Philosophy

Philosophy: Introduction

​​​​​​​​​​​​​​​​​​​​​​​​​​​​​​​​​​Faculty Affiliation

Arts and Scien​ce

Degree Programs

Philosophy

​​MA​
​PhD

Combined Degree Programs

Collaborative Specializations

The following collaborative specializations are available to students in participating de​gree programs as listed below:

  1. Ancient and Medieval Philosophy
    • Philosophy, PhD
  2. Bioethics
    • Philosophy, MA, PhD
  3. Editing Medieval Texts
    • Philosophy, PhD
  4. Jewish Studies
    • Philosophy, MA, PhD
  5. Sexual Diversity Studies
    • Philosophy, MA, PhD
  6. Women and Gender Studies
    • Philosophy, MA, PhD

Overview

Philosophy has been taught at the University of Toronto since 1843. Much has changed in that time, but the department remains Canada’s preeminent philosophy department.  It is an international leader in the history of philosophy—especially ancient and medieval philosophy—as well as ethics, philosophy of science, and philosophy of mind. In all of these areas, department members take contemporary philosophical problems and their historical antecedents to illuminate one another.

The department’s most distinctive strength is its broad coverage of the history of philosophy. While our peer departments usually have one or two experts in a few historical periods, U of T has specialists in every area of the history of Western philosophy, as well as in aspects of the history of non-Western philosophy. This historical focus engages with other areas of strength: ethics, philosophy of science, and philosophy of mind.

Many U of T faculty working in these areas also study their history; they use that study to inform their contributions to contemporary debates. At the same time, our historians of philosophy benefit from and contribute to ground-breaking work in systematic philosophy. This integration of historical and systematic philosophy sets us apart from other top philosophy departments where the history of philosophy is often segregated from the rest of the discipline.

Contact and Address

Web: www.philosophy.utoronto.ca
Email: phildept@chass.utoronto.ca
Telephone: (416) 978-3312
Fax: (416) 9​78-8703

Department of Philosophy
University of Toronto
Jackman Humanities Building (JHB)
Room 410, 170 St. George Street
Toronto, Ontario M5R 2M8
Canada

Philosophy: Graduate Faculty

Full Members

Ainslie, Donald - BSc, MA, PhD
Allen, Derek - BA, BPhil, MA, DPhil
Allen, James - BA, PhD
Barney, Rachel - BA, PhD
Black, Deborah - BA, MA, PhD
Brown, James - BA, MA, PhD, FRSC
Clark, Philip - BA, MA, PhD
Comay, Rebecca - BA, MA, PhD
Cunningham, Frank - BA, MA, PhD
Dickie, Imogen - BA, BPhil, DPhil
Dyzenhaus, David - BA, LLB, DPhil
Franks, Paul - AB, MA, PhD
Gerson, Lloyd - BA, MA, PhD, FRSC
Gibbs, Robert - BA, MA, PhD
Gooch, Paul William - BA, MA, PhD
Heath, Joseph - BA, MA, PhD, FRSC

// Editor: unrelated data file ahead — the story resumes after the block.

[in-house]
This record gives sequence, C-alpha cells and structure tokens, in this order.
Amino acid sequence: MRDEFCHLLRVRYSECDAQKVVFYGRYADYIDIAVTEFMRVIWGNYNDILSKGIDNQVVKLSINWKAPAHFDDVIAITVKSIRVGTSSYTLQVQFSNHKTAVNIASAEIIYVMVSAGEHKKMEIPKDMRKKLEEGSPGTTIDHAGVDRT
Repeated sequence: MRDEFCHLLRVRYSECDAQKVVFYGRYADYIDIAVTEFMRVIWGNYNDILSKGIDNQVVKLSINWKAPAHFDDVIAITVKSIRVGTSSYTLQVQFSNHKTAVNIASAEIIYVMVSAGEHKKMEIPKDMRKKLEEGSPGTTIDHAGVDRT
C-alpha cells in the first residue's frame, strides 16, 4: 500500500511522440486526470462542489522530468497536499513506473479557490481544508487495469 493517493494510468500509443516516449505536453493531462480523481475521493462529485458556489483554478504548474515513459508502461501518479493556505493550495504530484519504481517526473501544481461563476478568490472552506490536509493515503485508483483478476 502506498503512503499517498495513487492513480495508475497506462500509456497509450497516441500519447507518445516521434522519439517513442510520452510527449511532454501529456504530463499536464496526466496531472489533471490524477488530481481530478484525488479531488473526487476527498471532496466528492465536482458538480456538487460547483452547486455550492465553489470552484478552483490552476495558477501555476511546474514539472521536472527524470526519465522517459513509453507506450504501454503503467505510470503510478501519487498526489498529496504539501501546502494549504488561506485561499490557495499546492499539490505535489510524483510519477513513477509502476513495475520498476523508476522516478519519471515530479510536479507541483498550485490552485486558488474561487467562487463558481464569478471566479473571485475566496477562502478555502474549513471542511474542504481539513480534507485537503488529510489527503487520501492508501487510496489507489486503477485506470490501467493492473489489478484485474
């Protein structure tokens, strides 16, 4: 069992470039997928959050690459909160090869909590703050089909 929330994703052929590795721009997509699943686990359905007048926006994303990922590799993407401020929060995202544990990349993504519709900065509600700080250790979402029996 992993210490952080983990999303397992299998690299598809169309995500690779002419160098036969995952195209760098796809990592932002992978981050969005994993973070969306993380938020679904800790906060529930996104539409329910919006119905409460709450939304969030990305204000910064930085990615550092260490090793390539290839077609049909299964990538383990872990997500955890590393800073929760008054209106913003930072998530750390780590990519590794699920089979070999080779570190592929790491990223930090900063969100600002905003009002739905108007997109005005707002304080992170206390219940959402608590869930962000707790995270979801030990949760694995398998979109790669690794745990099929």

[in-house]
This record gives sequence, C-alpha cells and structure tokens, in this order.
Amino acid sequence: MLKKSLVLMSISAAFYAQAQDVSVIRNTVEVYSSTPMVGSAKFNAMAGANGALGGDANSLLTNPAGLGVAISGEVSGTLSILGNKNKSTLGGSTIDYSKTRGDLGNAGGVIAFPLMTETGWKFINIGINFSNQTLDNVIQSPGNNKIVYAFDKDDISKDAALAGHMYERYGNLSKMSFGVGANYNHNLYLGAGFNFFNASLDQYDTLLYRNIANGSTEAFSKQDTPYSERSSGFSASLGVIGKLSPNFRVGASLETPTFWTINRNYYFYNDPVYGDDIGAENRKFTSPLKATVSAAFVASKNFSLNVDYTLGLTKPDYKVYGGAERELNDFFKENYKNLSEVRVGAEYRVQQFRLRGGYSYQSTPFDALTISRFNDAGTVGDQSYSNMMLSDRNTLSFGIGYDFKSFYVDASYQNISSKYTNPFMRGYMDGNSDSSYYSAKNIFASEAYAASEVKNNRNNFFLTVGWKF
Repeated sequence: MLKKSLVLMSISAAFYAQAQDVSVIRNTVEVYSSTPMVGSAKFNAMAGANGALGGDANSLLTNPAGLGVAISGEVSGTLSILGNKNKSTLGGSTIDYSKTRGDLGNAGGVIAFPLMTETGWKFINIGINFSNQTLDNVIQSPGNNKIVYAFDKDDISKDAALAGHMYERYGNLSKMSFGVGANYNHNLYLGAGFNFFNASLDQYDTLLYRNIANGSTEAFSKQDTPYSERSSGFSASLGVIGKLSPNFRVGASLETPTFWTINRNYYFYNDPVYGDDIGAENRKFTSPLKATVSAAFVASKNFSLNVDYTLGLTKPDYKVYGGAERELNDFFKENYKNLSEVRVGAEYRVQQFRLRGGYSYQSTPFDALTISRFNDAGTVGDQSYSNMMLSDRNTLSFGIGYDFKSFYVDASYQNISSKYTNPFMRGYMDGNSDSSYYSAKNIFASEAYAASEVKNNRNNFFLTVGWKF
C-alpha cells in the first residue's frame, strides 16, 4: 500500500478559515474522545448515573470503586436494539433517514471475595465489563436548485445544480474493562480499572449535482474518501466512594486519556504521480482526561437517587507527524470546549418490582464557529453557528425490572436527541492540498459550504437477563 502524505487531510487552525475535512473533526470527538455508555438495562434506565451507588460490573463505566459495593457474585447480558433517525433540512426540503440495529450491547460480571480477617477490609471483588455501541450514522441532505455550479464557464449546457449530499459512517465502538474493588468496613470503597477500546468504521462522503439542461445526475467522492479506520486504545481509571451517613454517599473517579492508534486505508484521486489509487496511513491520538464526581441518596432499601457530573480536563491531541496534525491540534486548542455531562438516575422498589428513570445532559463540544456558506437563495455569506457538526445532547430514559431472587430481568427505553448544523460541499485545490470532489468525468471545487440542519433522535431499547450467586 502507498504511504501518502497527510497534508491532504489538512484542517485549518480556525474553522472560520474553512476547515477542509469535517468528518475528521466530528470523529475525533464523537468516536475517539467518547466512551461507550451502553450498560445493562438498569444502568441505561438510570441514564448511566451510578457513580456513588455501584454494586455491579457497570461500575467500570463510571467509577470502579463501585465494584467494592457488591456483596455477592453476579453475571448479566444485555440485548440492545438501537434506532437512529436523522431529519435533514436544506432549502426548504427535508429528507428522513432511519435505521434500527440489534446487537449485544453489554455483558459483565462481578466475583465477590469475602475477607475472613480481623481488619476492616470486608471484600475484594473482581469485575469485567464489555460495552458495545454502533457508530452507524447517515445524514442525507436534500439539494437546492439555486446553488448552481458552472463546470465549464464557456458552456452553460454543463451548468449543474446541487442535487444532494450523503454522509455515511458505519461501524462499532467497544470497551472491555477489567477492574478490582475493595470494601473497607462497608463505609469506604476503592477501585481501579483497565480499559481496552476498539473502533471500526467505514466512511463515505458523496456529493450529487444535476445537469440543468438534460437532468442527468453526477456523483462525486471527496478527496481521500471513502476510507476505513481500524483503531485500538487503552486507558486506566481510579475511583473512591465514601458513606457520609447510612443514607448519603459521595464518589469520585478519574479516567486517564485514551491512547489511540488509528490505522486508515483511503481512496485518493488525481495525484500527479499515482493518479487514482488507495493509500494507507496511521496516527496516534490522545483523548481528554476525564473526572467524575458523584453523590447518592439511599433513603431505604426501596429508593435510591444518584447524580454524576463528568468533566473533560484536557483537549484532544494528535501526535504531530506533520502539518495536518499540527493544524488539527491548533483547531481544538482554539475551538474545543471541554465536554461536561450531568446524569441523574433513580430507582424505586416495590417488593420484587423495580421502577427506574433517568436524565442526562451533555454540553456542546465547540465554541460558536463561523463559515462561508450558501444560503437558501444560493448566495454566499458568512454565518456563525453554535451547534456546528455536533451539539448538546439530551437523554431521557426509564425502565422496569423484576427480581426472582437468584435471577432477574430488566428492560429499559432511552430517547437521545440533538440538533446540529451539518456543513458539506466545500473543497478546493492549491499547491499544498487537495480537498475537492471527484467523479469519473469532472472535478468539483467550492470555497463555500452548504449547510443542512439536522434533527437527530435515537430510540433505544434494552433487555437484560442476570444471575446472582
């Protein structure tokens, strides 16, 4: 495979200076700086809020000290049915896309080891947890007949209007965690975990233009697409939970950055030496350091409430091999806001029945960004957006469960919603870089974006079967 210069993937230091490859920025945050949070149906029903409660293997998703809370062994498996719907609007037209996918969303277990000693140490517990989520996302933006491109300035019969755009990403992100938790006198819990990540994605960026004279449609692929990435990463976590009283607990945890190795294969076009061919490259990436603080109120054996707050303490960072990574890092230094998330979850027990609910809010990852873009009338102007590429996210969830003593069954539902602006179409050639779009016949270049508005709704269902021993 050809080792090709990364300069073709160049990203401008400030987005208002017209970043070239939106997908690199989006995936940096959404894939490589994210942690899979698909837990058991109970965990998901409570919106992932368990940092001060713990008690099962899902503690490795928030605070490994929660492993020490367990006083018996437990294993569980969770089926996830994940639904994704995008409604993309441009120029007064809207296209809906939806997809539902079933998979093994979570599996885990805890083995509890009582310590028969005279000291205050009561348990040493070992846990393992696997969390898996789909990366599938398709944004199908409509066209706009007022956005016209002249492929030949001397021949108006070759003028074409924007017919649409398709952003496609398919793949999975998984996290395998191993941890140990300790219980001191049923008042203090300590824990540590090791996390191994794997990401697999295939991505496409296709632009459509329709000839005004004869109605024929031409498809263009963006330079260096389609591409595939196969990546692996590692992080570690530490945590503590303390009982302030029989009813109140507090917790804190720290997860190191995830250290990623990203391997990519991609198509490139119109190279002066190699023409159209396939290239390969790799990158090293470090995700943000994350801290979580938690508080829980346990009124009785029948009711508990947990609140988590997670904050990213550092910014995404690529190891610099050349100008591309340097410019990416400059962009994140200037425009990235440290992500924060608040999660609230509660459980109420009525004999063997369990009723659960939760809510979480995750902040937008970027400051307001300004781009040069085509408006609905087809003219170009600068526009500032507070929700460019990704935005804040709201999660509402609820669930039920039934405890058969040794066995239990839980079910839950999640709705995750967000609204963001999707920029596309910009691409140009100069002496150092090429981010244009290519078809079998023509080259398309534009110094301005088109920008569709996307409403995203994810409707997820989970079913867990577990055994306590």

Hellie, Benjamin - BA, PhD
Hubner, Karolina - BA, MA, PhD
Hurka, Thomas - BA, BPhil, DPhil, FRSC
Hutchinson, Douglas - BA, BPhil, DPhil
Inwood, Brad - BA, MA, PhD, FRSC
Katz, Bernard - BA, MA, PhD
King, Peter - BA, PhD
Kingwell, Mark - BA, MA, MPH, DFA, PhD (Graduate Director)
Kremer, Philip - BS, PhD
Lange, Lynda - BA, MA, PhD
Matthen, Mohan - PhD, FRSC
Misak, Cheryl - BA, MA, DPhil, FRSC
Moreau, Sophia - BA, BPhil, PhD, JD
Morgan, Kathryn - BA, MA, MEd, PhD
Morgan, Michael - BA, BA, MA, PhD, PhD
Morrison, Margaret - BA, MA, PhD
Mullin, Amy - BA, PhD
Nagel, Jennifer - BA, MA, PhD
Novak, David - AB, PhD
Pickavé, Martin - MA, PhD (Chair and Graduate Chair)
Raffman, Diana - BA, PhD, FRSC
Rattan, Gurpreet - BSc, AM, MPH, PhD
Ripstein, Arthur S - BA, MA, LLM, PhD
Rozemond, Marleen - BA, PhD
Seager, William Edward - BA, MA, PhD
Sedivy, Sonia - BA, PhD
Shen, Vincent Tsing-song - MA, PhD
Smith, Brian Cantwell - BS, MS, PhD
Tenenbaum, Sergio - MA, PhD
Thompson, Paul - BA, MA, PhD
Walsh, Denis - BA, BSc, MPH, PhD, PhD
Weisberg, Jonathan - BMath, BPhil, PhD
Wilson, Jessica Marie - BA, PhD
Yi, Byeong-Uk - BA, MA, MA, PhD

Members Emeriti

Boyle, Joseph - BA, PhD
Canfield, John - BA, MA, PhD
De Sousa, Ronald - BA, PhD, FRSC
Goldstick, Daniel - BA, BPhil, DPhil
Hacking, Ian - BA, BA, MA, PhD
Kremer, Elmar - AB, PhD
Stefanovic, Ingrid - BA, MA, PhD
Urquhart, Alasdair - MA, MA, PhD

Associate Members

Barnett, David - BA, PhD

Philosophy: Philosophy MA

​Master of Arts

Program Description

The MA may be taken on a full-time or part-time basis.

Applicants should consult the department's web page for complete details on graduate programs, course offerings, short academic profiles of graduate faculty, and application procedures.

 

Minimum Admission Requirements

  • ​Applicants are admitted under the General Regulations of the School of Graduate Studies. Applicants must also satisfy the Department of Philosophy's additional admission requirements stated below.

  • Admission requires an appropriate bachelor's degree from a recognized university. Applicants must have a strong background in philosophy (roughly equivalent to an undergraduate major), with an average grade of at least a mid-B in the applicant's overall program and at least an A- in the applicant's philosophy courses. In certain cases, an applicant whose background in philosophy is deficient may be admitted to the MA program but be required to take one or two additional courses, possibly at the undergraduate level.

  • Applicants whose primary language is not English and who are not graduates of a university whose language of instruction is English must complete the Test of English as a Foreign Language (TOEFL) with the following minimum scores:

    • paper-based TOEFL exam: 600 and 5 on the Test of Written English (TWE)

    • Internet-based TOEFL exam: 100/120 and 22/30 on the writing and speaking sections.

  • Equivalent results in some other recognized test of English-language proficiency are acceptable.